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I'm developing a library for reading/writing a file format of a program created by a certain company. The guys from that company were so kind that they provided me with a documentation for their format, which I'm really grateful for.

I'm intending to release the library as open-source under a license "derived" from MIT, the difference being that the library must not be used to create a program that would compete with the original program, as an expression of my gratefulness to the company.

What I'm asking: is adding this rule to the license legally possible?

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    I can't really imagine why you have to worry. If any other people use your library, it would be to the benefit of the original company because their format will become more of a standard.
    – InformedA
    Jul 13, 2014 at 9:49
  • @randomA that idea is repetead often, without any critical thinking. Curiously, nobody writes about asking the original company to find if they actually think of releasing the library as a good move for them (I guess that if they wanted to release an open source library, they could have done it on their own without waiting for spiffyk to show up).
    – SJuan76
    Jul 13, 2014 at 16:15
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    spiffyk ok, the guys of the company provided you information to use their file format in your product, but did they allow also to release it as a third party library? Are you sure you should not check with them or a lawyer?
    – SJuan76
    Jul 13, 2014 at 16:16
  • @SJuan76 I don't understand why you need to insult me. I merely mention my question of why spiffyk has to (ethically) worry. I know well that the question is about (ethical) obligation, not strictly legal obligation.
    – InformedA
    Jul 13, 2014 at 17:00
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    @randomA it was just you who did the generalization from "this statement has been expressed without proper thinking by many people" to "everything randomA does is done without thinking". My statement was correct, with proper arguments, and you should try to relax a little.
    – SJuan76
    Jul 13, 2014 at 17:33

2 Answers 2

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Instead of trying to add such a restriction, you could alternatively make your library GPL, or dual-licensed - GPL & commercial, with an individual pricing for each one who want to use the commercial version.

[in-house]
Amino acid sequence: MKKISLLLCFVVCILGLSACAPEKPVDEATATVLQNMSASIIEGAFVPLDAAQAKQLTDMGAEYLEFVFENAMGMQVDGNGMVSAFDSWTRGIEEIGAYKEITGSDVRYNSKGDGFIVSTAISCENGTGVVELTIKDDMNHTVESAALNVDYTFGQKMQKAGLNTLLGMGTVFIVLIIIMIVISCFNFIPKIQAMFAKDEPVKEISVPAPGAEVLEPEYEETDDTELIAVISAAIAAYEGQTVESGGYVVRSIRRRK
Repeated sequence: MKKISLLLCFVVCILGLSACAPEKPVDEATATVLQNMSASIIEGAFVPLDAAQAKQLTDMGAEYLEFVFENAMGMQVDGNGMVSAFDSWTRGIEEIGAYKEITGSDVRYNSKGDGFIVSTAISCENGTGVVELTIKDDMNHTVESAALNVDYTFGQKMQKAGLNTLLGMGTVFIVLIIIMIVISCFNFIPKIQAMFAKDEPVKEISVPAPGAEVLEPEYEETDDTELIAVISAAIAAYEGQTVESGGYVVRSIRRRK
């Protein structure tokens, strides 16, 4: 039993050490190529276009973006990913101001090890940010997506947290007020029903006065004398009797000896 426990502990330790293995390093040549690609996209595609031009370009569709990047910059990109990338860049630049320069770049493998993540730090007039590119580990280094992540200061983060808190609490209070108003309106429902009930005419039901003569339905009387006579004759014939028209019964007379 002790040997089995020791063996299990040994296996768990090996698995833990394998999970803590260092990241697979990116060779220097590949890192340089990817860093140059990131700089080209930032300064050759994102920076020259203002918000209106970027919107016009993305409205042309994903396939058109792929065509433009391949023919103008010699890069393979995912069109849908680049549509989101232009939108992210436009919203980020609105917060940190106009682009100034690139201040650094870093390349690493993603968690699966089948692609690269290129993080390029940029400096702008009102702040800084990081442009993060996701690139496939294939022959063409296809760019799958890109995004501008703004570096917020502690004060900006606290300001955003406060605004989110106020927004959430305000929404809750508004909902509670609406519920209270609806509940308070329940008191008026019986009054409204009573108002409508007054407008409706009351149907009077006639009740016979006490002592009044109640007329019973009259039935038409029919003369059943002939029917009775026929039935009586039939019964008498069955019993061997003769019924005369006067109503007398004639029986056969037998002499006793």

That way it will still be possible for someone else to write a competing open-source software using your lib, but it will typically discourage bigger commercial vendors. When someone is really going to buy your lib, you can still decide in each case whom you will sell the lib for a moderate price, or whom you will make an offer so expensive he won't buy it.

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  • I have a question: I thought Open Source and those kinds of initiatives are supposed to be like Intellectual Welfare where the community (society) or the academia (government) provide for free some tools and resources so that people have access to the most basic mainstream non-competitive non-cutting-edge technologies (need)? Was I wrong?
    – InformedA
    Jul 13, 2014 at 17:03
  • "... whom you will make an offer so expensive he won't buy it" sounds like discrimination to me.
    – InformedA
    Jul 13, 2014 at 17:12
  • @randomA: maybe it is a discrimination, but I believe in most western countries software prices be completely negotiable. This will probably depend on the laws of the OPs country.
    – Doc Brown
    Jul 13, 2014 at 17:32
  • @randomA: to your first question: yes, I think that's one of the goals. But as you surely know, the GPL inventors wanted more, they enforce anyone who reuses this tools and resources in public to open source there "derivative work" under GPL as well. For the case of the OP this will enforce a competitor of the original software to open source his code as well, given he reuses the lib of the OP. For most commercial competitors this will effectively work like a ban.
    – Doc Brown
    Jul 13, 2014 at 17:43
  • I thought that is the PRIMARY and the MAIN goal of open source. So when open source software has some terms that seem inconsistent with that I am like 'duh.. what is this'. Anyway, thanks for the answer.
    – InformedA
    Jul 13, 2014 at 17:47
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It is legally possible to add such a restriction to your license, but I would strongly advise against it.

  1. Such restrictions take the license out of the realm of open-source software. All commonly accepted definitions of open-source disallow such restrictions on the usage of the software.

  2. Drafting such a restriction so that it would hold up in court is hard and the gain is very small.

If you were given the specifications for the file format without such strings attached, then the chances are that the company feels secure enough that they don't fear competition from others that can work with their file format. Thus there is no need to restrict the usage of your library.

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